It's a good article by the way, this wasn't something that was achieved easily but Dr. Ward's persistence in figuring it out eventually opened the door.
As we continue on our thought study on what might be a successful approach to machine harvest of berries:
Great little note from The Economist on the limits of AI in the physical world. The brief article describes a test in Singapore using robots (actually robotic arms of the sort one sees in car factories) to put together a flat pack chair from IKEA. It took a while, and could only be accomplished with precise instructions like "pick up dowel" and "insert dowel into top-left hole". It just underlines that the physical dexterity we take for granted and execute from moment to moment unconsciously is computationally light years away from a machine that can play checkers or Go.
I am finding that this is far from being an untrammeled area of thought and study, and back in the 1980's Hans Moravec, Robert Brooks and Marvin Minsky came up with what ultimately came to be known as Moravec's paradox. It is the statement that higher level reasoning and pattern recognition of the sort that we currently are able to assign to robots doesn't take nearly the computational power than do lower level sensorimotor skills like moving around a cluttered space and picking up stuff.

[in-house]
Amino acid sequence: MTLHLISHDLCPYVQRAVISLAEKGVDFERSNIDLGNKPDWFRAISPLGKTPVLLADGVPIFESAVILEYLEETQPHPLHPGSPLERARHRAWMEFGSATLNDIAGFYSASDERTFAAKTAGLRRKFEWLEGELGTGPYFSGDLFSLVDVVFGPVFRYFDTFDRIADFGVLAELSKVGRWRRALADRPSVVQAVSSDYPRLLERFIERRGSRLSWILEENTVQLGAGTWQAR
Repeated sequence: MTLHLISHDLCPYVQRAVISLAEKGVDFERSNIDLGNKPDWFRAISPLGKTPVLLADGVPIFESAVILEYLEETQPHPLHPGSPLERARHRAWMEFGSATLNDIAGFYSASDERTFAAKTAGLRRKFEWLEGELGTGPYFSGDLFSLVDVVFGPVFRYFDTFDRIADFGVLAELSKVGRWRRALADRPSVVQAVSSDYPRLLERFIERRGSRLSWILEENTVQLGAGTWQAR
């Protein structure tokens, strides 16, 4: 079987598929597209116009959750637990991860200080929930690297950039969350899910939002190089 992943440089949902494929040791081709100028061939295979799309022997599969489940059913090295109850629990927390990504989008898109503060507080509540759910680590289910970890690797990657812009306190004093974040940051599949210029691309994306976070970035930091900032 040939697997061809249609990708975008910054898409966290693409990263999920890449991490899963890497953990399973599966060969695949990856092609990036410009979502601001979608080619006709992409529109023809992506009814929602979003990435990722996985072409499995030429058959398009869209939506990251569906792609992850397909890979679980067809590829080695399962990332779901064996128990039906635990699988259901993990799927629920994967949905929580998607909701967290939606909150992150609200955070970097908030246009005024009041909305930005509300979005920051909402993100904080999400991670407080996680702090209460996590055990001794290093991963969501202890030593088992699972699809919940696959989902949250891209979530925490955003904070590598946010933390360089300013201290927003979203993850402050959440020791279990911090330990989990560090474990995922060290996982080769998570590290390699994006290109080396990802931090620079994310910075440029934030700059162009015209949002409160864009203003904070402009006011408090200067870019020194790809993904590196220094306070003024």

Let's hear from Moravec himself what he means:
"Encoded in the large, highly evolved sensory and motor portions of the human brain is a billion years of experience about the nature of the world and how to survive in it. The deliberate process we call reasoning is, I believe, the thinnest veneer of human thought, effective only because it is supported by this much older and much more powerful, though usually unconscious, sensorimotor knowledge. We are all prodigious olympians in perceptual and motor areas, so good that we make the difficult look easy. Abstract thought, though, is a new trick, perhaps less than 100 thousand years old. We have not yet mastered it. It is not all that intrinsically difficult; it just seems so when we do it."
A bit of a sidebar, but the idea that the human reason we hold so dear as setting us apart from the rest of the Animal Kingdom is a "new trick" that we have "not yet mastered" is fascinating.
Fast conclusion here is that it's going to probably going to be a while before anyone builds a machine capable to being able to manipulate something like a soft fruit. Best to emphasize the strength of the machine, and not work to endow it with abilities which are so very difficult for it, but so very easy for us.